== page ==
Over the years, Bombas' mission has grown into an enormous movement, with more than 75 million items donated to date and a focus on providing support and visibility to the organizations and people that empower these donations. These are the incredible individuals who are doing the hard work to support those experiencing —or at risk of—homelessness in their communities every day.

Folks like Shirley Raines, creator of Beauty 2 The Streetz. Every Saturday, Raines and her team help those experiencing homelessness on Skid Row in Los Angeles “feel human” with free makeovers, haircuts, food, gift bags and (thanks to Bombas) fresh socks. 500 pairs, every week.

beauty 2 the streetz, skid row laRaines is out there helping people feel their beautiful best

Or Director of Step Forward David Pinson in Cincinnati, Ohio, who offers Bombas donations to those trying to recover from addiction. Launched in 2009, the Step Forward program encourages participation in community walking/running events in order to build confidence and discipline—two major keys to successful rehabilitation. For each marathon, runners are outfitted with special shirts, shoes—and yes, socks—to help make their goals more achievable.

step forward, helping homelessness, homeless non profitsRunning helps instill a sense of confidence and discipline—two key components of successful recovery

Help even reaches the Front Street Clinic of Juneau, Alaska, where Casey Ploof, APRN, and David Norris, RN give out free healthcare to those experiencing homelessness. Because it rains nearly 200 days a year there, it can be very common for people to get trench foot—a very serious condition that, when left untreated, can require amputation. Casey and Dave can help treat trench foot, but without fresh, clean socks, the condition returns. Luckily, their supply is abundant thanks to Bombas. As Casey shared, “people will walk across town and then walk from the valley just to come here to get more socks.”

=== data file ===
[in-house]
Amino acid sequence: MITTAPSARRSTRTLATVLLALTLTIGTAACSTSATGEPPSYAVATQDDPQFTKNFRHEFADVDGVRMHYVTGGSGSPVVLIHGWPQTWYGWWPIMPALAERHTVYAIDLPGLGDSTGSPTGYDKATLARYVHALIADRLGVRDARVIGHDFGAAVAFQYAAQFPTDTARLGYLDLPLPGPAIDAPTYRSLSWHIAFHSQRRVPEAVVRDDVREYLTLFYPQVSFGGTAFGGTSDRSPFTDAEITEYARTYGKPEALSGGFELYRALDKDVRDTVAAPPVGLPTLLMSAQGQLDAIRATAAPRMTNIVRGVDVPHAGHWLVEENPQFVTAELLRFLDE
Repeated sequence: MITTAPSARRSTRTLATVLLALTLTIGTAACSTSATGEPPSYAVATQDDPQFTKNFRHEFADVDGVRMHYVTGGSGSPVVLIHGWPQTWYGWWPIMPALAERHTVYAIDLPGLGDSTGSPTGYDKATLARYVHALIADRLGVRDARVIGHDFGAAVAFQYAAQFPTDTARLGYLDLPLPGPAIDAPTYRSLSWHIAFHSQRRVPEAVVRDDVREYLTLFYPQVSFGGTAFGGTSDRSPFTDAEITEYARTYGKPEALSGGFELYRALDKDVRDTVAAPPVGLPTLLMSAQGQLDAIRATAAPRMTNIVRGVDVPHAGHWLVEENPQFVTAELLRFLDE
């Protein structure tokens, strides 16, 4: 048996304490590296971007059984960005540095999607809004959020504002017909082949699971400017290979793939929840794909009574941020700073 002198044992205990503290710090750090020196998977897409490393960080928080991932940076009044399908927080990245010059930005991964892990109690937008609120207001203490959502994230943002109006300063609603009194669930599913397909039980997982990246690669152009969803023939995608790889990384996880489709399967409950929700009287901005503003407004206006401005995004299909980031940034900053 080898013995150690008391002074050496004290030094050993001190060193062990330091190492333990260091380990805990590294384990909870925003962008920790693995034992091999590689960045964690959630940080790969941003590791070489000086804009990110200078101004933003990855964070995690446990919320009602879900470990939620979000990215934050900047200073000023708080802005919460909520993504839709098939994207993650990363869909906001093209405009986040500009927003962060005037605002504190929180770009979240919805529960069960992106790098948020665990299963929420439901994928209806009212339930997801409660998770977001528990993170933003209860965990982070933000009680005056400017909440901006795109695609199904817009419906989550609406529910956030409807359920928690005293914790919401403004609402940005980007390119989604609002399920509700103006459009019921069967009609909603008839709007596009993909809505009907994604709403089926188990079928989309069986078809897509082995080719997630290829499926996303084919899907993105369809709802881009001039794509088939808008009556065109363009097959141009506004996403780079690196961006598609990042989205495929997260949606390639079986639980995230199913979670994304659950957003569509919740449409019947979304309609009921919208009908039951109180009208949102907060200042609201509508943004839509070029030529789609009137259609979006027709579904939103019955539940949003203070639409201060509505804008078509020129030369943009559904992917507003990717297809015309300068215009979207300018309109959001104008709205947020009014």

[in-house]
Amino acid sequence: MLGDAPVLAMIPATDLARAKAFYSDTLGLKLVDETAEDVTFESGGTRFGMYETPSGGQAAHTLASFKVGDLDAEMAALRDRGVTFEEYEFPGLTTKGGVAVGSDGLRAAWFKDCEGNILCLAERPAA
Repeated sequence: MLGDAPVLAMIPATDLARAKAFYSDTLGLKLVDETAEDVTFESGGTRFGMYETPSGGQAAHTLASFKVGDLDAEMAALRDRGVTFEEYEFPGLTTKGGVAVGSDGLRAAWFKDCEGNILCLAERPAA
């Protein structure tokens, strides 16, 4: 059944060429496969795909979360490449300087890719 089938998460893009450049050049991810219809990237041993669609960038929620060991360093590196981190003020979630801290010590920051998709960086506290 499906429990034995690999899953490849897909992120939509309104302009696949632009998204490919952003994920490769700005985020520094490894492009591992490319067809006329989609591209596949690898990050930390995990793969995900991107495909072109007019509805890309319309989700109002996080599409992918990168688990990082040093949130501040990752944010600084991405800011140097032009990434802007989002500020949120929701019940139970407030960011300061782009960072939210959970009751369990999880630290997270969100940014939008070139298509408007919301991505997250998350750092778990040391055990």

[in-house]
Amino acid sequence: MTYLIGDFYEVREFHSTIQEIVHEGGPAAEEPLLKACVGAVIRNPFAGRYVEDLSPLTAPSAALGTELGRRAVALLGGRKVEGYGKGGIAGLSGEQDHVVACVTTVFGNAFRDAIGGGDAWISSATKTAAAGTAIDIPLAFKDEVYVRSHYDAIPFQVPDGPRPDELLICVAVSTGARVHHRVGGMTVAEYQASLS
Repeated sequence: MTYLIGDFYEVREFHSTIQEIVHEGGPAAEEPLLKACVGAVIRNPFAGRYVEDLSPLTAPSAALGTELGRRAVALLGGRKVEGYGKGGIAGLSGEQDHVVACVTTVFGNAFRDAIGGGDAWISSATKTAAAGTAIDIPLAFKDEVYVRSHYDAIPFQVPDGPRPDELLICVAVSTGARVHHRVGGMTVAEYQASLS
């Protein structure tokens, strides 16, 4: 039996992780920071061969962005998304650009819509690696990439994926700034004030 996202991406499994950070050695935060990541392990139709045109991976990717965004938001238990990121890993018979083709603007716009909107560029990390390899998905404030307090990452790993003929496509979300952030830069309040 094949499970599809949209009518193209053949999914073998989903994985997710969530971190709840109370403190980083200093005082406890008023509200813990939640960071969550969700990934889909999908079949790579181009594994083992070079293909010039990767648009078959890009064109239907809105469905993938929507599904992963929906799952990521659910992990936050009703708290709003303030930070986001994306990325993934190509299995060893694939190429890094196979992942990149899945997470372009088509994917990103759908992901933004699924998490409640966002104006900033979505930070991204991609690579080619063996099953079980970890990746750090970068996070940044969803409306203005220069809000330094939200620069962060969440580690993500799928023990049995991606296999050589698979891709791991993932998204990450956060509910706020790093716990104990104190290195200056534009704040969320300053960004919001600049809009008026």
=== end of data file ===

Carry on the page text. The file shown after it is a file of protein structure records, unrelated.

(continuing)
step forward clinic, step forward alaska, homelessness alaskaWelcome to wild, beautiful and wet Alaska!

The Bombas Impact Report provides details on Bombas’s mission and is full of similar inspiring stories that show how the biggest acts of kindness can come from even the smallest packages. Since its inception in 2013, the company has built a network of over 3,500 Giving Partners in all 50 states, including shelters, nonprofits and community organizations dedicated to supporting our neighbors who are experiencing- or at risk- of homelessness.

Their success has proven that, yes, a simple pair of socks can be a helping hand, an important conversation starter and a link to humanity.

You can also be a part of the solution. Learn more and find the complete Bombas Impact Report by clicking here.

Joy

10 things that made us smile this week

Grab your boost of serotonin here.

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Upworthy's weekly roundup of joy.

Holy moly—it's fall, y'all!

As pumpkin spice swoops in and we start unpacking our cozy sweaters and cute boots, we can practically taste the seasonal change in the air. Fall is filled with so many small joys—the fresh, crisp smell of apples, the beauty of the leaves as they shift from greens to yellows, oranges and reds, the way the world gets wrapped in a warm glow even as the air grows cooler.

Part of what makes the beauty of fall unique is that it's fleeting. Mother Nature puts on a vibrant show as she sheds what no longer serves her, inviting us to revel in her purposeful self-destruction. It's a gorgeous example of not only embracing change, but celebrating it.

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This article originally appeared on 07.10.21


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Woman left at the altar by her fiance decided to 'turn the day around’ and have a wedding anyway

'I didn’t want to remember the day as complete sadness.'

via Pixabay

The show must go on… and more power to her.

There are few things that feel more awful than being stranded at the altar by your spouse-to-be. That’s why people are cheering on Kayley Stead, 27, from the U.K. for turning a day of extreme disappointment into a party for her friends, family and most importantly, herself.

According to a report in The Metro, on Thursday, September 15, Stead woke up in an Airbnb with her bridemaids, having no idea that her fiance, Kallum Norton, 24, had run off early that morning. The word got to Stead’s bridesmaids at around 7 a.m. the day of the wedding.

“[A groomsman] called one of the maids of honor to explain that the groom had ‘gone.’ We were told he had left the caravan they were staying at in Oxwich Bay (the venue) at 12:30 a.m. to visit his family, who were staying in another caravan nearby and hadn’t returned. When they woke in the morning, he was not there and his car had gone,” Jordie Cullen wrote on a GoFundMe page.